January 4, 2021

Shelter Design Architecture Adds a Wellness Annex to Troutbeck Hotel in Amenia, New York

The volumes, one for fitness, the other a spa, are roofed in standing-seam aluminum and clad in larch reclaimed from a dismantled 1950s Hudson River bridge. Photography by Nicole Franzen.

“What drove me to start out on my own was 2016,” architect Jennifer Preston says dryly. “It marked an important internal shift for me as a woman in architecture.” She opened Shelter Design Architecture that same year and shortly after convinced Pedro Marmolejos, a former colleague at BKSK Architects, to come on as co-principal. Now a four-person team, they work remotely (and did so long before COVID-19), Marmolejos out of New York City and Preston in Vermont.

Shelter principals Pedro Marmolejos and Jennifer Preston. Photography by Nicole Franzen.

A wellness annex to Troutbeck—an Upstate New York hotel owned by Anthony Champalimaud, son of Interior Design Hall of Famer Alexandra—proved to be a project “encapsulating everything we stand for,” Preston
discloses. The bucolic site already had a wedding barn. Shelter added two similar structures—one taller, one
longer, totaling 4,800 square feet and joined by a covered breezeway—to house fitness and spa amenities. The interiors of the chapel-like volumes shift in scale and modulate in affect depending on function. Echoes of timeless sanctums, from forest bathhouses and pegboard-lined workshops to front porches and historic churches, abound. In the horizontally oriented Long Barn, locker rooms, treatment facilities, and saunas are hunkered down, almost monastic in feel, while a 23-foot rafted ceiling and copious glazing make the movement studio occupying the Tall Barn open and airy. The palette was kept intentionally subdued and natural: quartzite, plywood, whitewashed oak, spruce, reclaimed larch. “We are averse to fake materials,” Preston notes. “The project doesn’t overcomplicate itself,” Marmolejos adds. “It sits in the context quietly, without grandiosity or ego.”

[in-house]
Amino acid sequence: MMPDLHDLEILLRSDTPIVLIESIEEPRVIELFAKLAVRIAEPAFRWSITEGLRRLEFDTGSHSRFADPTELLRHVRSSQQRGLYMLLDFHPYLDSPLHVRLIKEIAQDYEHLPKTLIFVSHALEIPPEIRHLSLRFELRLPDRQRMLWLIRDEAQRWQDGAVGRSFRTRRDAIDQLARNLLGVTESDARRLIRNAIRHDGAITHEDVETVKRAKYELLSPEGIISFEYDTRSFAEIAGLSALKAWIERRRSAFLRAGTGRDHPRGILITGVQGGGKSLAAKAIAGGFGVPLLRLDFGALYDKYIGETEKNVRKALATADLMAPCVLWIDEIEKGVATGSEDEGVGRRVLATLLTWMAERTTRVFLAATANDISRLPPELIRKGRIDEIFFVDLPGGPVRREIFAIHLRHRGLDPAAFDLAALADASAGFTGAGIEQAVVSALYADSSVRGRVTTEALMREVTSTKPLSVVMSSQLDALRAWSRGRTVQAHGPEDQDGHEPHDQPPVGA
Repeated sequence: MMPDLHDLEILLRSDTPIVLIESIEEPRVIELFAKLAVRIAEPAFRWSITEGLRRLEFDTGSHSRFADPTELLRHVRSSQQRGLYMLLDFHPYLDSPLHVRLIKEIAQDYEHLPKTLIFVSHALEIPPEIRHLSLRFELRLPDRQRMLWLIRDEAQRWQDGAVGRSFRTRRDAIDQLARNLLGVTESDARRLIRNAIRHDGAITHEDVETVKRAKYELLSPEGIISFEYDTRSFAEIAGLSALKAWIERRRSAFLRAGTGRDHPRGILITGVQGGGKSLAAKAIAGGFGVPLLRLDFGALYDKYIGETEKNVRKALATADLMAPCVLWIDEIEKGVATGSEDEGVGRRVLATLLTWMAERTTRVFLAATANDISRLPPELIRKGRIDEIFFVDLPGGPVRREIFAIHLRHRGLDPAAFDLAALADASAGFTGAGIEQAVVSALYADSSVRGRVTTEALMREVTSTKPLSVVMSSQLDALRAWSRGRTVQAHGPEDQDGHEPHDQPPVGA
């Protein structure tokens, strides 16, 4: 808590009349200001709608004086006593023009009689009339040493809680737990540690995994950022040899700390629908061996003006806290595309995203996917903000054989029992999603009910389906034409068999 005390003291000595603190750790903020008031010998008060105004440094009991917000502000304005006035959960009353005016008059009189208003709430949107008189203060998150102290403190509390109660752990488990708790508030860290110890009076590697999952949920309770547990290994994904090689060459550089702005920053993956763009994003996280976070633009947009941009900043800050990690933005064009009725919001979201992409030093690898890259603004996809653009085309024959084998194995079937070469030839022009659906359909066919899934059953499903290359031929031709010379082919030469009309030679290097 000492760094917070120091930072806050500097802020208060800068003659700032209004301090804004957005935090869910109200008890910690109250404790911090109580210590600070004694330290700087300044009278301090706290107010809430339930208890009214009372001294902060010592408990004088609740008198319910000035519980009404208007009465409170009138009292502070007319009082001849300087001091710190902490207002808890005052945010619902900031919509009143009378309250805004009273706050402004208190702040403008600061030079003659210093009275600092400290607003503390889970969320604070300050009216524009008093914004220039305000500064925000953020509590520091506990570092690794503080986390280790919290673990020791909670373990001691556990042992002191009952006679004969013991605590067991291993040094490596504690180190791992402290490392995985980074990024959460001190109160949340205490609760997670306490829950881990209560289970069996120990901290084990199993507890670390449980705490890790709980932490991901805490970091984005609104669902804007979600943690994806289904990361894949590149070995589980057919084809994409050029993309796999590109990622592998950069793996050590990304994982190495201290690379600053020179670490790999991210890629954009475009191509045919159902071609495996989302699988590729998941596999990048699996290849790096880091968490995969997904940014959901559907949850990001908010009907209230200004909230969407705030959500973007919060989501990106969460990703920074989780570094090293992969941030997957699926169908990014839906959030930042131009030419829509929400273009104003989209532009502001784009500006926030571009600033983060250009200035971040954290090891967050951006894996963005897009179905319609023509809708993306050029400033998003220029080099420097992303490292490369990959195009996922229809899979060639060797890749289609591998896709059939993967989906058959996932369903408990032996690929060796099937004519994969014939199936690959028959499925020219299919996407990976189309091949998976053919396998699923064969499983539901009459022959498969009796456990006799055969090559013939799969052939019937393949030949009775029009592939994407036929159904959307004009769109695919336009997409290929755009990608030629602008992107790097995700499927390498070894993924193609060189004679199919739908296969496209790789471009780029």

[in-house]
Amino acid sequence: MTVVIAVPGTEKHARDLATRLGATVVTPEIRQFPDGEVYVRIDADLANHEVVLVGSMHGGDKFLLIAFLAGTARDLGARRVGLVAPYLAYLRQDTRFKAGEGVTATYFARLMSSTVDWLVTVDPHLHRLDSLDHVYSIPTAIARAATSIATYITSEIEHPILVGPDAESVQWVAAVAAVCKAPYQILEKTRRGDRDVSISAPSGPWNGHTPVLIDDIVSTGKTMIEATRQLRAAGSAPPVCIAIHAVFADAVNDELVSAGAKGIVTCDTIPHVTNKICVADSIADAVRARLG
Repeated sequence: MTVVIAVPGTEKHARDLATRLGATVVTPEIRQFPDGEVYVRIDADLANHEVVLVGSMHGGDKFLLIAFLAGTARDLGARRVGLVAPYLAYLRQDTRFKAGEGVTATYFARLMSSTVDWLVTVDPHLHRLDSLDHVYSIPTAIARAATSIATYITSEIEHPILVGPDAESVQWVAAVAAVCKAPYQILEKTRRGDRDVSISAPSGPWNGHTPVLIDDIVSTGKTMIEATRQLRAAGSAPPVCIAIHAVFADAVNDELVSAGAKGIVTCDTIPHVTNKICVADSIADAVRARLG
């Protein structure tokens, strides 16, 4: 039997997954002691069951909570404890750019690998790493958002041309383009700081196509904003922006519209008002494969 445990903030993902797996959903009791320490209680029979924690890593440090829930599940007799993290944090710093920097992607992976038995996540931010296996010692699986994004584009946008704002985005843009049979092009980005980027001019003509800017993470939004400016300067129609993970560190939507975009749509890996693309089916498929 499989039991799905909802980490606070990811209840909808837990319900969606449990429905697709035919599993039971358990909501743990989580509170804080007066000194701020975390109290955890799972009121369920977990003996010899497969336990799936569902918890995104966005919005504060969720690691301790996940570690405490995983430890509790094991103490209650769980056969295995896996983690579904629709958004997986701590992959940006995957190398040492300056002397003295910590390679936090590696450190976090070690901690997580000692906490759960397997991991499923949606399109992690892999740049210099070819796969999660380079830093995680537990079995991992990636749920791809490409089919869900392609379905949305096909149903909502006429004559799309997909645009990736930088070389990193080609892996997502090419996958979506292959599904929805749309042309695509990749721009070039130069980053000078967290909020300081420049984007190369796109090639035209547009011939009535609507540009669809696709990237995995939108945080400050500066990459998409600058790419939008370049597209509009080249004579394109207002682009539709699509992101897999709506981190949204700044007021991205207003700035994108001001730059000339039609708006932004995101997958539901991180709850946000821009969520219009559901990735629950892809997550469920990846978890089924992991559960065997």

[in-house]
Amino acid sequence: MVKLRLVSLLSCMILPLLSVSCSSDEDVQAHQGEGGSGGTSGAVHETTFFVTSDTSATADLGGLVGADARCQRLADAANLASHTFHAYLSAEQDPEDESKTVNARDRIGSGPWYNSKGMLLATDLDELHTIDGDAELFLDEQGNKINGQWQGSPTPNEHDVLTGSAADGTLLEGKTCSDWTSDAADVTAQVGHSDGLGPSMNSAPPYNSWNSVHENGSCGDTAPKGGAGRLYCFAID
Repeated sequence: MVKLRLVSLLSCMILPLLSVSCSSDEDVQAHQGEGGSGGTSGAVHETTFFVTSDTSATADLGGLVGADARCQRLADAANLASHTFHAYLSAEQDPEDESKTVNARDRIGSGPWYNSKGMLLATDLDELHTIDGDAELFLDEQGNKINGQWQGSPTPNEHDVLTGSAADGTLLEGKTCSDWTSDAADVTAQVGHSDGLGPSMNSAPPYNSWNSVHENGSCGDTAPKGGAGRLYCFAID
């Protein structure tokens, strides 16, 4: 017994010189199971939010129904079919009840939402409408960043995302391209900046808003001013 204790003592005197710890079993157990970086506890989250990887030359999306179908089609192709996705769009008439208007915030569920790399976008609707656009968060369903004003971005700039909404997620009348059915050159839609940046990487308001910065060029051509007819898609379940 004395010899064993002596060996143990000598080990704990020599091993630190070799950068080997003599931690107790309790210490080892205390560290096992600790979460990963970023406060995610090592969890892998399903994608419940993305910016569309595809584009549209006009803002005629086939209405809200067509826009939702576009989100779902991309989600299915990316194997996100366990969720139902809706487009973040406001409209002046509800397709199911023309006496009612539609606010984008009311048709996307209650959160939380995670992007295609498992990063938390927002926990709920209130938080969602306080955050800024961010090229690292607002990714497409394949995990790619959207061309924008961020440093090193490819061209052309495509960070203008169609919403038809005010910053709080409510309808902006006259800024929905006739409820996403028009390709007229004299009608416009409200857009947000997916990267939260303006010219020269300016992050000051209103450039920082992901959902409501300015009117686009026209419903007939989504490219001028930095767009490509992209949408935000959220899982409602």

The Tall Barn is entirely occupied by a movement studio with a 23-foot cathedral ceiling. Photography by Nicole Franzen.
Spruce lines the sauna in the Long Barn. Photography by Nicole Franzen.
Lockers are fronted in plywood pegboard. Photography by Nicole Franzen.
Local quartzite tops bathroom vanities. Photography by Nicole Franzen.

Recent Projects